Real-life Stories: Double amputee racer David Birrell
For as long as he can remember, David Birrell wanted to join the Army. Then he was blown up and discovered he had a driving ambition...
I am pretty nervous – this is a bit like how I used to feel before going into battle,” says David Birrell. The 30-year-old former Black Watch Infantryman is in a pit garage at the legendary Brands Hatch racetrack, and it’s a hive of activity. Three mechanics make frantic last-minute tweaks to his turbocharged Mini before the engine roars into life and the room fills with a heady aroma of petrol and oil (as well as the bacon and sausages being fried by the race team’s support staff).
Racing as Rehab
Outside, on the circuit, Ferraris, Lamborghinis and Ginettas thunder past in treacherously wet conditions. David is out next. “When I used to go out on patrol, my senses would sharpen, and the same thing happens here,” he says. “I’m suddenly much more aware of everything. Things are amplified and magnified. You can feel so much around you out there on the track. And, as with being in a firefight, you need to concentrate for a long period of time. “This is endurance racing, so you need unbelievable focus for an hour or two at a time. You’re being pushed to your limits, and it’s dangerous. I enjoy it so much. In the Army there are things you can’t control. You can be blown up, like I was. In a car, things can break and put you in danger. But I’ve always said that the closer to death you are, the more alive you feel.”
Racing as Rehab David has come a long way in the last few years to be at Brands Hatch on a rainy November afternoon. As a member of the Woodard Racing Team, he’s competing in Britcar, an eight-race endurance series that takes place on famous circuits like Brands Hatch, Silverstone and Donington Park. That would be impressive enough, but just six years ago, he was recovering from a devastating bomb blast in Afghanistan that would eventually cost him both legs. “I was on patrol when my interpreter stood on an IED,” David recalls. “He lost his life. I was in front of him and all I remember is a flash, but no sound. Everything was dark, I was twisting around in the air. I didn’t have a clue what was happening. One minute I was walking, the next I had lost control and was lying on my belly.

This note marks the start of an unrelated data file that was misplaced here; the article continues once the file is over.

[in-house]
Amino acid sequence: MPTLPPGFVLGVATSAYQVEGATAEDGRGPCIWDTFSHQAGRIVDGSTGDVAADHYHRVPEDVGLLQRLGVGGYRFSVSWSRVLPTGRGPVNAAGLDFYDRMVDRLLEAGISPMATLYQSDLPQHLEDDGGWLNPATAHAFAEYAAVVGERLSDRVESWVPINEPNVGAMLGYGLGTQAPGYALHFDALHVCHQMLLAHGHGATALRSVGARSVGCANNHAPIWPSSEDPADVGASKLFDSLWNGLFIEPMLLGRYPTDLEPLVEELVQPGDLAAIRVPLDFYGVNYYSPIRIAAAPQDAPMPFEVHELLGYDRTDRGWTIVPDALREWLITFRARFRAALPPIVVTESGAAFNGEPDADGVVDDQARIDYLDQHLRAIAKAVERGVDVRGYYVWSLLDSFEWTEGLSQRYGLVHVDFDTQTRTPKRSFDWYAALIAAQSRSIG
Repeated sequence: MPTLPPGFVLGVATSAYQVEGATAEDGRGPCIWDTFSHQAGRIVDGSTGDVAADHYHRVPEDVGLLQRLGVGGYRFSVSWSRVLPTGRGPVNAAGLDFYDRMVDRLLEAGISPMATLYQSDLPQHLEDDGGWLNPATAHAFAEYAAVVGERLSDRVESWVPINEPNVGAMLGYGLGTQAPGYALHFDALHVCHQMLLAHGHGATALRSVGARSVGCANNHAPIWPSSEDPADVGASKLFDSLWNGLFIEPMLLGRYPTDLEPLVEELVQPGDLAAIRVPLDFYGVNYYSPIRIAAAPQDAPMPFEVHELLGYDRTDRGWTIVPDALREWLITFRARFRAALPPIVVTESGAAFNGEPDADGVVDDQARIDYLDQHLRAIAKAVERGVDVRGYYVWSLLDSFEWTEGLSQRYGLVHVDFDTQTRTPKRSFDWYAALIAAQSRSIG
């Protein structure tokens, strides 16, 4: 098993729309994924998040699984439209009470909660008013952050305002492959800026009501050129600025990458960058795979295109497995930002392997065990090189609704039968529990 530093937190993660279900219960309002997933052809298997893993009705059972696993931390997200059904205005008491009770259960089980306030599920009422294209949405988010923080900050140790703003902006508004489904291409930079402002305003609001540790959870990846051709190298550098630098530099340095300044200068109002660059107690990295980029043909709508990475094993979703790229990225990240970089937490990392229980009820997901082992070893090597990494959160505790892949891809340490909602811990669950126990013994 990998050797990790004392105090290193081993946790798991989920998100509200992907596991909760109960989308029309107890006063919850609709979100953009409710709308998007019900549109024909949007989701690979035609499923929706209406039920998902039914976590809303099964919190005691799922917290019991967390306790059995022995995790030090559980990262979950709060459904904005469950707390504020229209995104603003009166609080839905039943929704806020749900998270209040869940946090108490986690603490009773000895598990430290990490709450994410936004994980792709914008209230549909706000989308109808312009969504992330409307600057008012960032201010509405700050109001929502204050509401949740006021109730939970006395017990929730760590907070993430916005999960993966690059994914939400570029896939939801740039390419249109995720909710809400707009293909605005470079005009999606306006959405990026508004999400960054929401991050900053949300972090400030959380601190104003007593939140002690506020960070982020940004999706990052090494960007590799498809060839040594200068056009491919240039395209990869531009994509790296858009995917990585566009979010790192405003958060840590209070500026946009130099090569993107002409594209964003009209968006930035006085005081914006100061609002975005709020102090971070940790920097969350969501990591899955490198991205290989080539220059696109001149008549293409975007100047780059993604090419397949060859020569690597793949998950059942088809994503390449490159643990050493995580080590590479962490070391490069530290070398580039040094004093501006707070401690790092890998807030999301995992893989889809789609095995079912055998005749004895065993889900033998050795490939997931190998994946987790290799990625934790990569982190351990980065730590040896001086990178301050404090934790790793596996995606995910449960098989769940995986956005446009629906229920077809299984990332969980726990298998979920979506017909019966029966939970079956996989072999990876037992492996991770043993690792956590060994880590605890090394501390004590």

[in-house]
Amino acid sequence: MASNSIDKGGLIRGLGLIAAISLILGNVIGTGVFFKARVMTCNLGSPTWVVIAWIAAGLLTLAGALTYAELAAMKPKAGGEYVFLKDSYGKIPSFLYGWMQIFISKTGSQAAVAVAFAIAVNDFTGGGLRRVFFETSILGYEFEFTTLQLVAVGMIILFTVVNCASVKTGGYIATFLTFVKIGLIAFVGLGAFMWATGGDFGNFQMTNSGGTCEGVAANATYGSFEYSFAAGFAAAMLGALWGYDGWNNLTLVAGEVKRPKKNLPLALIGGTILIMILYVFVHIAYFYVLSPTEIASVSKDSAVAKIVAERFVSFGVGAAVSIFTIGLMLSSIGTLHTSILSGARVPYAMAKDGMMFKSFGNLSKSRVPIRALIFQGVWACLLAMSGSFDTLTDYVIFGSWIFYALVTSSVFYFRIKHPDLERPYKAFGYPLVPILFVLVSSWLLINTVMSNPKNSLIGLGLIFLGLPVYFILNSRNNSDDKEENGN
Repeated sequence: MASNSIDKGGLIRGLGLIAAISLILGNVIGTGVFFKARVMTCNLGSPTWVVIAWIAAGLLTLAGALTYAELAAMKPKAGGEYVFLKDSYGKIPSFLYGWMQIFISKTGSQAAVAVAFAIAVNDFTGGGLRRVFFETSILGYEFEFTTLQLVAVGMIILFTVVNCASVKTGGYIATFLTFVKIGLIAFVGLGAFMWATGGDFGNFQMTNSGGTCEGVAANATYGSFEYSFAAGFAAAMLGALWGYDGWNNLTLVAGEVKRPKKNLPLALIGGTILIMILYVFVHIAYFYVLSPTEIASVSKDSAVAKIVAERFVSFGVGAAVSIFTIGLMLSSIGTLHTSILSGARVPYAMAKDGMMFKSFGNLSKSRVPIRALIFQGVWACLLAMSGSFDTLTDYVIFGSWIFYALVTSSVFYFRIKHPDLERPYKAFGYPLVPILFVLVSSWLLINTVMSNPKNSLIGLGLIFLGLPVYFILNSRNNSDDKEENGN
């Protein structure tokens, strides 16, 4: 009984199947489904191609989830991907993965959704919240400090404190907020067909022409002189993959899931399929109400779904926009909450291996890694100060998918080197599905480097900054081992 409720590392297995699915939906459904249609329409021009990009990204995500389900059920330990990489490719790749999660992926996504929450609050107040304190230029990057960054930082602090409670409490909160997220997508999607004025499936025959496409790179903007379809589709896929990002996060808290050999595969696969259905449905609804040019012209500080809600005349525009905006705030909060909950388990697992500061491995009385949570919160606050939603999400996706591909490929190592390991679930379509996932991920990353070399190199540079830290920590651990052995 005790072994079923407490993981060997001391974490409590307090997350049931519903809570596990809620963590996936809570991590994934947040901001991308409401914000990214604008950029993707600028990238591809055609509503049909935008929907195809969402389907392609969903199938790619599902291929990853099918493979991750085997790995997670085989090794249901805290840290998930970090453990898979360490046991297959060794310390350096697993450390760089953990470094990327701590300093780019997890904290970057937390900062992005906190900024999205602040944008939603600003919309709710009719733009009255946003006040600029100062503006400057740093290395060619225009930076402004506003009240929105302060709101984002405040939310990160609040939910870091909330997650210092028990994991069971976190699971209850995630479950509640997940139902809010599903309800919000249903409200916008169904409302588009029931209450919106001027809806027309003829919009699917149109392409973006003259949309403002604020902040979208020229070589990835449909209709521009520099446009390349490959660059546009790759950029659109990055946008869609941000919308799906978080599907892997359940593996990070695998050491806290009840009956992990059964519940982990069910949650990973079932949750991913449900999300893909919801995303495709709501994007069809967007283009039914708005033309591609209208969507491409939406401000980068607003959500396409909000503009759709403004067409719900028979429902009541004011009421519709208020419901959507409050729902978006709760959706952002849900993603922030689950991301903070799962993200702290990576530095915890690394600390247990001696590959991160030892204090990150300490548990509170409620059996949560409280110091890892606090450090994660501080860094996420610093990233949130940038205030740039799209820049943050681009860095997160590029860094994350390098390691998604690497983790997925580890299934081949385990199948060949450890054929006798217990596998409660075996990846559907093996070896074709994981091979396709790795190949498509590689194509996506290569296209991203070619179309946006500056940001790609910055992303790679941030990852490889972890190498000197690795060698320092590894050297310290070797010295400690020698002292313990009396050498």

Life after Injury
“Initially, my left leg looked as though it didn’t have a scratch on it, but my right leg looked badly injured. Then, as I lay there, I came under attack. I was stranded on the other side of a river from the rest of my unit, and was being shot at. Bullets were zipping over my head. I grabbed my helmet and stood up, but my left leg just folded under me. Another soldier got my body armour off. I gave myself a morphine shot and got a tourniquet on to slow the bleeding. Eventually, a medic got over to me and we started extracting. There were bullets ricocheting off the stretcher! “In the helicopter, everything looked like a kaleidoscope, and I remember being in Camp Bastion and wanting a cigarette. Then I woke up with my left leg having been amputated and my right leg still a total mess. That was very hard to deal with mentally, it was a very tough time.”
Motorsport has proved to be David’s saviour. After rehab he began karting, beating able-bodied drivers straight away. “It was my ex-wife who suggested I should give it a go, as I needed something to do. She was looking after me – she was my rock, she saved my life. I was buying fast cars with my compensation from the injuries, but she realised I’d be better off doing real racing. “At first, I was using hand controls, but that didn’t feel right. It wasn’t me, it felt weird. So I decided to give competing a go using my prosthetic legs. I like pushing my boundaries, and I started doing well.
It's a Marathon not a Sprint